The 74th World Health Assembly (WHA) kicked off this week with a resounding warning from world leaders on the inherent consequences of an unequal distribution of COVID-19 vaccines.
Lack of access to vaccines in the developing world and low-income nations would not only increase health inequalities and insecurities but would hinder progress already made in fighting the COVID-19 pandemic, they say.
In his opening remarks Monday at the commencement of this year’s gathering which is holding virtually, the World Health Organisation (WHO) chief, Tedros Ghebreyesus, chided wealthy countries in what he described as a “scandalous inequity” in COVID-19 vaccines.
He said the development is prolonging the coronavirus pandemic, adding that 10 countries account for 75 per cent of the vaccine doses that have so far been administered.
“There is no diplomatic way to say it: a small group of countries that make and buy the majority of the world’s vaccines control the fate of the rest of the world,” Mr Ghebreyesus said calling on the agency’s member states to ensure that at least 10 per cent of the population of every country is fully vaccinated by September and for at least 30 per cent to be vaccinated by December.
“Countries that vaccinate low-risk groups now do it at the expense of health workers and high-risk groups in other countries,” said the WHO chief.
Paying tribute to the sacrifices made by healthcare workers around the world working to protect patients from COVID-19, he said the world’s health and care workers ”have stood in the breach between life and death for nearly 18 months”. He said ”they have saved countless lives and fought for others who, despite their best efforts, slipped away”.
COVID-19 health security
During the 2020 Health Assembly, countries demanded that the WHO initiate an independent review of how the COVID-19 crisis unfolded, so it could draw lessons for the future.
Ending the pandemic and building resilient health security is at the front burner this year, including discussions around inequalities in vaccine distribution.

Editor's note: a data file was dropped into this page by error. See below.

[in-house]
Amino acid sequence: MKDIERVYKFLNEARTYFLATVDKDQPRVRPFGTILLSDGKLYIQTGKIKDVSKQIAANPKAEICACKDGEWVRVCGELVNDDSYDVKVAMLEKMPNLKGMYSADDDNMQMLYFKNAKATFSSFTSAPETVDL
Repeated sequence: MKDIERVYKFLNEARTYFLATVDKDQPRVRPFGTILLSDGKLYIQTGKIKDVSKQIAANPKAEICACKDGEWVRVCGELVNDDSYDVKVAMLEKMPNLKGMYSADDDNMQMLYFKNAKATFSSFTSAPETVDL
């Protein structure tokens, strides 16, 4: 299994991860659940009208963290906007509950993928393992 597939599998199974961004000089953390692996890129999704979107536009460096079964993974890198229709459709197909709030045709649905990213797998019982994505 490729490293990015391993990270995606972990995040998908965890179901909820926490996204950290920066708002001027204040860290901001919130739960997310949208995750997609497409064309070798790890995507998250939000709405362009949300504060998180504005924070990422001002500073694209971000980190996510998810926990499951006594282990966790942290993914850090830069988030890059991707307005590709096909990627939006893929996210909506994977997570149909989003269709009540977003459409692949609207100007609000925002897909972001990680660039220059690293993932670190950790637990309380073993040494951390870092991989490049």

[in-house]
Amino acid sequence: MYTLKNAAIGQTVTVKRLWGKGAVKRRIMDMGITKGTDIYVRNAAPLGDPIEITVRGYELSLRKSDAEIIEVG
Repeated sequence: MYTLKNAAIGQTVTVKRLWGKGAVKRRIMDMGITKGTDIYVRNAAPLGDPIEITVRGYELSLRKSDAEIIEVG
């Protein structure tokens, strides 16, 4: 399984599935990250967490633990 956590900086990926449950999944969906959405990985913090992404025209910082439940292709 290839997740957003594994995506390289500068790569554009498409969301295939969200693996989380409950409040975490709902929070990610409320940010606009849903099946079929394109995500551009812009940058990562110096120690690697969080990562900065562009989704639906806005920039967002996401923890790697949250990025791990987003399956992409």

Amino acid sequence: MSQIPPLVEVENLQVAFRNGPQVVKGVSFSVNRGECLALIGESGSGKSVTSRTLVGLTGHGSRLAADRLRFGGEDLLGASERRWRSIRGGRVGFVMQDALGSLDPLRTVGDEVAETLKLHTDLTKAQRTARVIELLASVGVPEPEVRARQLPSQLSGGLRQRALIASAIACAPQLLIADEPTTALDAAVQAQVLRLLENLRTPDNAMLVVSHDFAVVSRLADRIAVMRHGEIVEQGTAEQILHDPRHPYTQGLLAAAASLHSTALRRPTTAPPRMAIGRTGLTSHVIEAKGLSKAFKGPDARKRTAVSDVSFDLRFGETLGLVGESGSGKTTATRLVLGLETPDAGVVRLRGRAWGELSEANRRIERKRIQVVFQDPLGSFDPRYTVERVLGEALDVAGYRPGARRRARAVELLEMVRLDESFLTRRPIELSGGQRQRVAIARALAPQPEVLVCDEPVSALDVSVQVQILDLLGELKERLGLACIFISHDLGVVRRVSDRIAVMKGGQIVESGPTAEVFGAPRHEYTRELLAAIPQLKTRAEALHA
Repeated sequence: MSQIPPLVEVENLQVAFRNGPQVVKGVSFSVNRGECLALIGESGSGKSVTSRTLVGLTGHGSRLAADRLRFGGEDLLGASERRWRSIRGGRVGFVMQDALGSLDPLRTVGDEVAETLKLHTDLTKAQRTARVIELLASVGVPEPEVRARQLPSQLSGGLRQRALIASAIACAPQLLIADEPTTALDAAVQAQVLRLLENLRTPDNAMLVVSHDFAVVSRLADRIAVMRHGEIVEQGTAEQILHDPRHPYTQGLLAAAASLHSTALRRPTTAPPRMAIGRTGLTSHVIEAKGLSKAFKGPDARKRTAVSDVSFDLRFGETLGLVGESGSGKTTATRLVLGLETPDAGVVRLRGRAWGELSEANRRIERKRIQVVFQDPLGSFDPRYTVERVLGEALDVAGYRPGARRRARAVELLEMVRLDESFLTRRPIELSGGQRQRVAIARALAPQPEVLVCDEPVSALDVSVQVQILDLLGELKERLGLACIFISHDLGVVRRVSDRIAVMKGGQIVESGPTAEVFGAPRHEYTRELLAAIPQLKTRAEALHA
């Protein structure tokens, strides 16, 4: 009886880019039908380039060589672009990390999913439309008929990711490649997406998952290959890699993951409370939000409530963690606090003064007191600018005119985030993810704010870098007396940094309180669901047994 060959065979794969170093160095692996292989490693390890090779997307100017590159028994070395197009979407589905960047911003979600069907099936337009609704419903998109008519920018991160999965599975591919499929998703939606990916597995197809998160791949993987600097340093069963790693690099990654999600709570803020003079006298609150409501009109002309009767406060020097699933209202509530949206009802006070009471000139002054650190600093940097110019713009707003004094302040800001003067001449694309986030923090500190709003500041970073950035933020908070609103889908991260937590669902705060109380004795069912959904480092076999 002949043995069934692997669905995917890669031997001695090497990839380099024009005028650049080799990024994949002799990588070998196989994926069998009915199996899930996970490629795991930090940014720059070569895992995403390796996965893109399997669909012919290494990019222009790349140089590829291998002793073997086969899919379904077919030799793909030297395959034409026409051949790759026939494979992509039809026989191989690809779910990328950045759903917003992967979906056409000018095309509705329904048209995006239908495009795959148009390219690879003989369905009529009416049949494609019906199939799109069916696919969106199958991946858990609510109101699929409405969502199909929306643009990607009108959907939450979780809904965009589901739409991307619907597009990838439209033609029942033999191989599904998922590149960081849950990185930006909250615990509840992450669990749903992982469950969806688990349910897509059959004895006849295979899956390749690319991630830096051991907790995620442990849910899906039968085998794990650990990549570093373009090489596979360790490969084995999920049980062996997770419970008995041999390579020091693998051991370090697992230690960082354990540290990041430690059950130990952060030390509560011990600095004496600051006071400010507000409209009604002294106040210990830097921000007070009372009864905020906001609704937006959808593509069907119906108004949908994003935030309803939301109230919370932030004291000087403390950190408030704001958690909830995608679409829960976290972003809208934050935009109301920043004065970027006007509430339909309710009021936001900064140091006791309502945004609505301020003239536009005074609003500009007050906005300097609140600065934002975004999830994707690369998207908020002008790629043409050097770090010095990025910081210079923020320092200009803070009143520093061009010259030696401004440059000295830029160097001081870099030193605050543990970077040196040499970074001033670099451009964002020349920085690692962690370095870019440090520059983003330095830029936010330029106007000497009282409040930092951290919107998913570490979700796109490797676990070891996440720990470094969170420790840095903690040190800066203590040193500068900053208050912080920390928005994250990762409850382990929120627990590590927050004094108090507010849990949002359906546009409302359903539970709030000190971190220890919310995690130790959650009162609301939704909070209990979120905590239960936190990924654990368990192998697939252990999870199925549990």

German Chancellor Angela Merkel supported the idea of a “global health threat council”. She urged leaders to provide the WHO with “lasting financial and personal support”.
“We have been talking about this for years, but now it is all the more important to act,” she said.
At the main event on Tuesday, the Independent Oversight and Advisory Committee (IOAC) for the WHO Health Emergencies Programme delivered a report on the shortfalls in health security.
In a statement signed by its head, Felicity Harvey, the IOAC said the COVID-19 crisis has exposed failings in pandemic preparedness and response, and a shortfall in health security and equality across the world.
The statement further noted: “But at the same time, there have been numerous examples of global solidarity and collaboration, together with remarkable progress in research and development. Despite the challenges faced, the report concludes that WHO has maintained, and indeed strengthened, its leadership position in the global response throughout the pandemic.
“The WHO Secretariat should support member states to fully implement all the public health measures, and strengthen surveillance, monitoring and testing efforts, in the light of the new variants of the virus; the international community should address supply chain constraints to ensure the equitable distribution of COVAX doses and should guarantee investment, with a view to reducing the socioeconomic impacts of the global pandemic.”
“The first lesson we can learn from this #COVD19 pandemic is that we can only succeed together. No country alone will save itself and will save the others. Every citizen around the world has understood that this pandemic is a global one,” Emmanuel Macron, the French president said in his opening remark at the event.
President Cyril Ramaphosa of South Africa also shared a similar thought. “This pandemic has made us more aware of our strengths & our vulnerabilities. It has also demonstrated how interconnected we are and how dependent we are on each other for our health as well as our wellbeing”.
United Nations Secretary-General, Antonio Guterres, said ”the world is at war with the virus” and “need the logic and urgency of a war economy, to boost the capacity of our weapons.”
Pointing out some grim statistics, the UN chief said more than 3.4 million people had died and some 500 million jobs have been lost since the virus started spreading.
“Further spikes and surges could claim hundreds of thousands of lives, and slow the global economic recovery,” he said.
Mr Guterres noted that “COVID-19 cannot be beaten by one country at a time.”
“The most vulnerable are suffering most, and I fear this is far from over,” Mr Guterres said. “Sadly, unless we act now, we face a situation in which rich countries vaccinate the majority of their people and open their economies, while the virus continues to cause deep suffering by circling and mutating in the poorest countries”.
The WHA, the decision-making body of the WHO, is held annually and attended by delegations from all 194 WHO member states.
The main functions of the WHA are to determine the direction the organisation will focus on in a one-year cycle and discuss the budget.
This year’s event which kicked off virtually on Monday will continue until June 1.
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